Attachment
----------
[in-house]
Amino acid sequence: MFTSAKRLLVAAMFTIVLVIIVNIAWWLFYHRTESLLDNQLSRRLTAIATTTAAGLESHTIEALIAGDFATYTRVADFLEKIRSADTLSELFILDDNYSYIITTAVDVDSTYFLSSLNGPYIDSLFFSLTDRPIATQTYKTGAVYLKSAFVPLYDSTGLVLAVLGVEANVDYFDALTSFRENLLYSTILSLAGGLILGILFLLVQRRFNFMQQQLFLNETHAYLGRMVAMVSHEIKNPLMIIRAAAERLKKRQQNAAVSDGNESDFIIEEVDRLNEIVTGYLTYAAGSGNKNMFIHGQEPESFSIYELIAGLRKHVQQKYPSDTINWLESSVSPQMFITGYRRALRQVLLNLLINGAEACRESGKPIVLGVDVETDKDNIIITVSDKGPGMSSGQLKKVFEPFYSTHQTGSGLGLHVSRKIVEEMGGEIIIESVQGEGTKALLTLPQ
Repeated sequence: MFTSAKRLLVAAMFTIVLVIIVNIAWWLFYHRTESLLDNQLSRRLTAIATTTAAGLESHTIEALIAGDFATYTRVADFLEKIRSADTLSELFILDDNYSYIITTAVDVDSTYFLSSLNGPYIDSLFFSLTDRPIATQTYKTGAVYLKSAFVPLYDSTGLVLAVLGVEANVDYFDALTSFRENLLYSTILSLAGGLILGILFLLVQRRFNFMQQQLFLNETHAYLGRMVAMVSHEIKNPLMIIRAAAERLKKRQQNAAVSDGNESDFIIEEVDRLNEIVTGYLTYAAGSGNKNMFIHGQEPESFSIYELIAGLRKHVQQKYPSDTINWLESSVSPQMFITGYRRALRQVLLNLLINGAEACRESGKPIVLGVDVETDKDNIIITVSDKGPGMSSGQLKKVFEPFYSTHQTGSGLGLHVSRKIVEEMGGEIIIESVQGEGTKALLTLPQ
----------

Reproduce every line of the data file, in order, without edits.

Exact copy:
[in-house]
Amino acid sequence: MFTSAKRLLVAAMFTIVLVIIVNIAWWLFYHRTESLLDNQLSRRLTAIATTTAAGLESHTIEALIAGDFATYTRVADFLEKIRSADTLSELFILDDNYSYIITTAVDVDSTYFLSSLNGPYIDSLFFSLTDRPIATQTYKTGAVYLKSAFVPLYDSTGLVLAVLGVEANVDYFDALTSFRENLLYSTILSLAGGLILGILFLLVQRRFNFMQQQLFLNETHAYLGRMVAMVSHEIKNPLMIIRAAAERLKKRQQNAAVSDGNESDFIIEEVDRLNEIVTGYLTYAAGSGNKNMFIHGQEPESFSIYELIAGLRKHVQQKYPSDTINWLESSVSPQMFITGYRRALRQVLLNLLINGAEACRESGKPIVLGVDVETDKDNIIITVSDKGPGMSSGQLKKVFEPFYSTHQTGSGLGLHVSRKIVEEMGGEIIIESVQGEGTKALLTLPQ
Repeated sequence: MFTSAKRLLVAAMFTIVLVIIVNIAWWLFYHRTESLLDNQLSRRLTAIATTTAAGLESHTIEALIAGDFATYTRVADFLEKIRSADTLSELFILDDNYSYIITTAVDVDSTYFLSSLNGPYIDSLFFSLTDRPIATQTYKTGAVYLKSAFVPLYDSTGLVLAVLGVEANVDYFDALTSFRENLLYSTILSLAGGLILGILFLLVQRRFNFMQQQLFLNETHAYLGRMVAMVSHEIKNPLMIIRAAAERLKKRQQNAAVSDGNESDFIIEEVDRLNEIVTGYLTYAAGSGNKNMFIHGQEPESFSIYELIAGLRKHVQQKYPSDTINWLESSVSPQMFITGYRRALRQVLLNLLINGAEACRESGKPIVLGVDVETDKDNIIITVSDKGPGMSSGQLKKVFEPFYSTHQTGSGLGLHVSRKIVEEMGGEIIIESVQGEGTKALLTLPQ